I was talking to teachers today. No surprise. They’re ready to act en mass pitch Jindal’s reforms here in LA.

      As an ex-educator, I’ve lived through a huge number of reforms… you know, the ones that last until it’s time to do some honest assessment and decide whether the new program actually accomplished something or just made a nice budget item and good copy in the local scandal sheet.

      Every K-12 reform has multiple constituencies. Who benefits? Who pays? Everything promoted as “for the children” needs to be studied critically as too often this is the code for “we’re trying to pull a fast one here.”

      Which reset? Cui bono?

      • Anthony

        To whose benefit: Americans. The phrase was used euphistically to avoid offense. However, I was writing about major institutional change (though I used reset) of the type that follows civil war, revolution, major societal events – the type that few beyond talk are prepared to engage in within the order and law of our functioning society. Additionally, I’ve posted on K-12 matters many times on Via Meadia as recently as yesterday (cramming) so I rather not be redundant. Thanks for interest.

  • Luke Lea

    Whenever I see reference to “the lump of labor fallacy” I think of an overseer with a whip in his hand. At what point do we say enough is enough? Is a reduced workweek never the answer?

  • Jim Luebke

    “Hitting the targets and missing the point”

    People have been told, “Get a degree, it’s the ticket to a good job”. But they miss the point that you have to pick your degree carefully, and actually learn something useful, to make it happen. So what was actually a good idea becomes a bad idea, because of cargo-culting behavior.

    Same thing happened with housing — people who took out mortgages for houses ended up building a great deal of equity and a solid life. So make mortgages more available, and everyone will be prosperous, right? Not quite. They missed the point that being prudent and careful with moneywas what got you a solid and prosperous life. So what was actually a good idea becomes a bad idea, again because of cargo-culting behavior.

    Committing to the forms without understanding the underlying virtues that make the system work is a common blunder among top-down policy wanks. I suspect we haven’t seen the last of this sort of problem, unless we set aside top-down policy for a while and allow the underlying virtues to work their way up through the grass roots.

  • Christopher Anderson

    I’d like to know what’s happening in the informal sector. I imagine it’s grown a lot since 2008. It probably doesn’t make much difference if we’re worried about overall numbers. But if we’re worried about youth unemployment, then it might be worth considering. The young seem exactly the sort most able to pivot into the informal sector.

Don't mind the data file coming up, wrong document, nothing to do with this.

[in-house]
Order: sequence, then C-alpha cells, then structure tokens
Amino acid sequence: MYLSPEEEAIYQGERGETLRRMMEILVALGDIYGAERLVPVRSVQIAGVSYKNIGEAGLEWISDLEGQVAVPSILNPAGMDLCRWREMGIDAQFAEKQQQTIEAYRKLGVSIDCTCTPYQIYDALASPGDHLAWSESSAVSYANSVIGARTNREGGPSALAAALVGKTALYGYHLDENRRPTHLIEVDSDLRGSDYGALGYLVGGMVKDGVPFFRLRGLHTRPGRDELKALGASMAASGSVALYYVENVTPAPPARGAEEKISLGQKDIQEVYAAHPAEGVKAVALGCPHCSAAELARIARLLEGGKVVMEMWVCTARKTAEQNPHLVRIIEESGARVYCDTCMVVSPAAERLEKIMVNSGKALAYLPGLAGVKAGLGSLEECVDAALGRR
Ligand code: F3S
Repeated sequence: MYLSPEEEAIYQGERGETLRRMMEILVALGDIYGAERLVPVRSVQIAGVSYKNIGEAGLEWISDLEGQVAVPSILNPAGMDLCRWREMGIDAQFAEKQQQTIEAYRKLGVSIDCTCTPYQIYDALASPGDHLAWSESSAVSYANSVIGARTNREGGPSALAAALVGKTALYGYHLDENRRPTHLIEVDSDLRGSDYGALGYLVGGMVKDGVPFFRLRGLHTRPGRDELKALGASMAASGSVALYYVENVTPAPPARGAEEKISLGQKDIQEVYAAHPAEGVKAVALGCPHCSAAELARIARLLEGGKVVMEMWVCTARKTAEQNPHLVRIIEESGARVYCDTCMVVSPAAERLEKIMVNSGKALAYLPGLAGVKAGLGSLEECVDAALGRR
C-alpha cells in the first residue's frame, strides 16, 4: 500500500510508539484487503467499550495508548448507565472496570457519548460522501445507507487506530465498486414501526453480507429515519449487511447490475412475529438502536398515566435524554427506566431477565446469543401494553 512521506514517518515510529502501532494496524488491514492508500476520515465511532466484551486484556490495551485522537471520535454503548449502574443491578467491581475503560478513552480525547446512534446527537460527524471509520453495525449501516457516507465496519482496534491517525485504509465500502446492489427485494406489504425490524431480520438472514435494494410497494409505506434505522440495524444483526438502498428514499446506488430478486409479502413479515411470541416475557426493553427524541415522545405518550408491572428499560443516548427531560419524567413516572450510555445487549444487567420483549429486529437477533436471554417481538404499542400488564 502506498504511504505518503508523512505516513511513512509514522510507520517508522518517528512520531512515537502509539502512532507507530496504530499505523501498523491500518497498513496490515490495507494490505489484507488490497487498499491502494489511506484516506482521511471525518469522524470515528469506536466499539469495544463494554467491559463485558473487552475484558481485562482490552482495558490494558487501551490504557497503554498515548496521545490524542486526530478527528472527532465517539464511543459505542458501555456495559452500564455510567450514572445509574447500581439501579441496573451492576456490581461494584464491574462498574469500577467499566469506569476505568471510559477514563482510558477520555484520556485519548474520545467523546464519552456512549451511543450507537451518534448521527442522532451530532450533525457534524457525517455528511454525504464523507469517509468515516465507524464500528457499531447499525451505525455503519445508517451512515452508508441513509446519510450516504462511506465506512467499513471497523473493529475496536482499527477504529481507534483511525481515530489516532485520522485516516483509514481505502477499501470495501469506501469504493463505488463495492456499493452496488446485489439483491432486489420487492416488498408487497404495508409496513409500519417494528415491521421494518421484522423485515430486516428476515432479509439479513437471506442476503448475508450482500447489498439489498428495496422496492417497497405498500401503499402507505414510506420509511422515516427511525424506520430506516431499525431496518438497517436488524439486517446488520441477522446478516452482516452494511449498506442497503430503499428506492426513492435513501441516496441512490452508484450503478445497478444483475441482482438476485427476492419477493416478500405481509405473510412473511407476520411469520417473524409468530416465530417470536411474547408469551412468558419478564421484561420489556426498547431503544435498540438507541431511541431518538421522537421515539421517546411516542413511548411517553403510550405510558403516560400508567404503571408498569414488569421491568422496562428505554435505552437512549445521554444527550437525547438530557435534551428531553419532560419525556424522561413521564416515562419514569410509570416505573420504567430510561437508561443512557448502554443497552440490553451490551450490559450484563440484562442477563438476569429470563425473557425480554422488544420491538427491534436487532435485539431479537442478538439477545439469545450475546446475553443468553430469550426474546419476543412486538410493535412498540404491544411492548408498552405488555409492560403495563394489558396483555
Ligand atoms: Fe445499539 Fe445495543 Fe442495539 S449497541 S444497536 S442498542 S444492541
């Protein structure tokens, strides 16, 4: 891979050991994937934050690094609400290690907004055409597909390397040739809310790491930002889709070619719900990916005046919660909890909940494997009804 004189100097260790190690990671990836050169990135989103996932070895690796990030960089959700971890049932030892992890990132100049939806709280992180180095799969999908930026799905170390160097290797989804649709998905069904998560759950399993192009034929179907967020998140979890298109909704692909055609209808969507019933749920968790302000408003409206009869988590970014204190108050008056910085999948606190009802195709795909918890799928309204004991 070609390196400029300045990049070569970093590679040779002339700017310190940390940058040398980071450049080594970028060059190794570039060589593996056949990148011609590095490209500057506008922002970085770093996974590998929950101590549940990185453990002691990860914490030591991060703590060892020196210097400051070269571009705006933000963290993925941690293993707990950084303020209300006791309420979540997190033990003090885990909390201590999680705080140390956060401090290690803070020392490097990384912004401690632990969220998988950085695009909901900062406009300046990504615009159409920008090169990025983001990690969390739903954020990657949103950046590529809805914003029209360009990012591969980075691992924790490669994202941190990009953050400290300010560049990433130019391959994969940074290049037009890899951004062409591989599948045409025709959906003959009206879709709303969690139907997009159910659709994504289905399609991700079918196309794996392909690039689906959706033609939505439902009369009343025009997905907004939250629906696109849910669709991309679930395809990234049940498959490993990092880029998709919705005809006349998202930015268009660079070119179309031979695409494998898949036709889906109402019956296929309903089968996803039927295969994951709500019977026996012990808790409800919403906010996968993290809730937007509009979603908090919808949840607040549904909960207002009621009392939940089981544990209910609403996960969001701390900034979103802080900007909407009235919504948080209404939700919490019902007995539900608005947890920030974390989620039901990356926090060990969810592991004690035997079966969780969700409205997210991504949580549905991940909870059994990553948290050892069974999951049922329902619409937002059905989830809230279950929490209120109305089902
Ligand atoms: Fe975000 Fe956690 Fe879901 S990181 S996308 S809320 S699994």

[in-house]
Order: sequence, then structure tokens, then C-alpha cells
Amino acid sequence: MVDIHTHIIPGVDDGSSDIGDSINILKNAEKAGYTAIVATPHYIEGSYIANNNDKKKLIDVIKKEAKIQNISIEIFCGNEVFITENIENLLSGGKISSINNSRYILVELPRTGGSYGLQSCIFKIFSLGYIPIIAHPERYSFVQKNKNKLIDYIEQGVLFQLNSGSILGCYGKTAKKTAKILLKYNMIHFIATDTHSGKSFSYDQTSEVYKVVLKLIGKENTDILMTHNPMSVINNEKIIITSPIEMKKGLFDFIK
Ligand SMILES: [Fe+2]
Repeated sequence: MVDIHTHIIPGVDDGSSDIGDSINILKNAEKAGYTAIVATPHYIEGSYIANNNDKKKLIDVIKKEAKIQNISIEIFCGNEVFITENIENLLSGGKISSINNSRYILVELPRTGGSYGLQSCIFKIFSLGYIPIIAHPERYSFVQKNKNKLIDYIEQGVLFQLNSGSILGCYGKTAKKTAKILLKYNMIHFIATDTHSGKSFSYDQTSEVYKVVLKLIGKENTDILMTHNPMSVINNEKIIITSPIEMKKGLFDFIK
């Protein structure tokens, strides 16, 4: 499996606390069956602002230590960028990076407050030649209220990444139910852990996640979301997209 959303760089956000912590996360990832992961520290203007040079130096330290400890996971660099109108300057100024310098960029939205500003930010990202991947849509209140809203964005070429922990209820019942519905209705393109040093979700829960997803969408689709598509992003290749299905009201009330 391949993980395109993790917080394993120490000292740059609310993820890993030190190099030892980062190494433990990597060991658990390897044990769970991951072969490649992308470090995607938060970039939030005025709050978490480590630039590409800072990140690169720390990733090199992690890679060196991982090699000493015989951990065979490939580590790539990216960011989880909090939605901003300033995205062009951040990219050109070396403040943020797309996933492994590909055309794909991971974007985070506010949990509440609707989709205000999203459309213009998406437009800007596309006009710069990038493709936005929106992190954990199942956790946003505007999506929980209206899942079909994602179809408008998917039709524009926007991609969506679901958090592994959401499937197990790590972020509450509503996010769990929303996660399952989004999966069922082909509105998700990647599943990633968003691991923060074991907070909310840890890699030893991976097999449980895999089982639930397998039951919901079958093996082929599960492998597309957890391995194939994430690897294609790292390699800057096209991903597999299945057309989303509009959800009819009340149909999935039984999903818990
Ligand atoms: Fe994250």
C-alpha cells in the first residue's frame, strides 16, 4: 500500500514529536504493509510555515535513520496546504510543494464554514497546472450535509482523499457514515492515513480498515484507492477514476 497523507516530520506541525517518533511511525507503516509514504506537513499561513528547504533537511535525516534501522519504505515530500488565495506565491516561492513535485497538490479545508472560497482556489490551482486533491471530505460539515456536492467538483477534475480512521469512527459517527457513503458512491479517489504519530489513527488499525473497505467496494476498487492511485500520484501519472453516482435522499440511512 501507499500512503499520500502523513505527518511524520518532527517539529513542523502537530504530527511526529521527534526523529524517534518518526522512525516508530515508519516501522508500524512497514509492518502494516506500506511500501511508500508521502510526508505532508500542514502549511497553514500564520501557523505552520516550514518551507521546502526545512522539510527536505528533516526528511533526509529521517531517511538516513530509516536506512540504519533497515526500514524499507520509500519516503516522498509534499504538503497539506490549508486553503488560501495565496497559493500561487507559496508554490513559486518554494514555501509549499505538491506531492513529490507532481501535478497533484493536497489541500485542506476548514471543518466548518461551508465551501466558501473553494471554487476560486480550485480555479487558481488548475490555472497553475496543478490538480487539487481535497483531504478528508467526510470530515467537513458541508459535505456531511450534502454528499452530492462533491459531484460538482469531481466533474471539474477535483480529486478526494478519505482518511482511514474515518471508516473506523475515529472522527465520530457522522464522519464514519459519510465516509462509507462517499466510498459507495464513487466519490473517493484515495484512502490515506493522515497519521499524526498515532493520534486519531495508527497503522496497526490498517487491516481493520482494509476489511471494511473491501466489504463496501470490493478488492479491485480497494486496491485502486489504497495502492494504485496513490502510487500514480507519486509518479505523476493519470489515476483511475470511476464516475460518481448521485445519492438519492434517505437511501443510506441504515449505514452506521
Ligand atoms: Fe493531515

• Steve Walser

    For the life of me I can’t imagine why we wouldn’t want to emulate the German system of vocational training. Let the businesses pick the future workers and have the state train them. Good for everyone involved!

  • JT

    Having had a terrible gut condition for a few decades at this point, which has caused me to not be able to interact in society as most are easily capable of doing, I’ve wondered if the break down in the older order is so bad for me or not. I’ve wondered what would I do if I was let out of this prison? I’ve been institutionalized due to the disease. I know little else than to be ill all the time.

    Looks like there is a good possibility I’ll find out though. It has me leaning toward the idea that a system that is less rigid, more based upon merit sound nice and more opening for my situation. That is one item I’ve noticed over the years, most people tend to look at what is best for themselves over the group. In theory it shouldn’t be that way, but as this post shows it often is.

    What concerns me more is how the less talented and less educated will do with their time? People with to much times on their hands can be a destructive thing. With current policies one about gets the opinion that big labor projects are the most creative political leaders can come up with. And yet with all the regulations in place, such projects are exceedingly difficult to implement. Possibly automation and computer creatively can help? Maybe computer simulated ditch digging can be the solution for our employment woes.

© The American Interest LLC 2005-2016 About Us Masthead Submissions Advertise Customer Service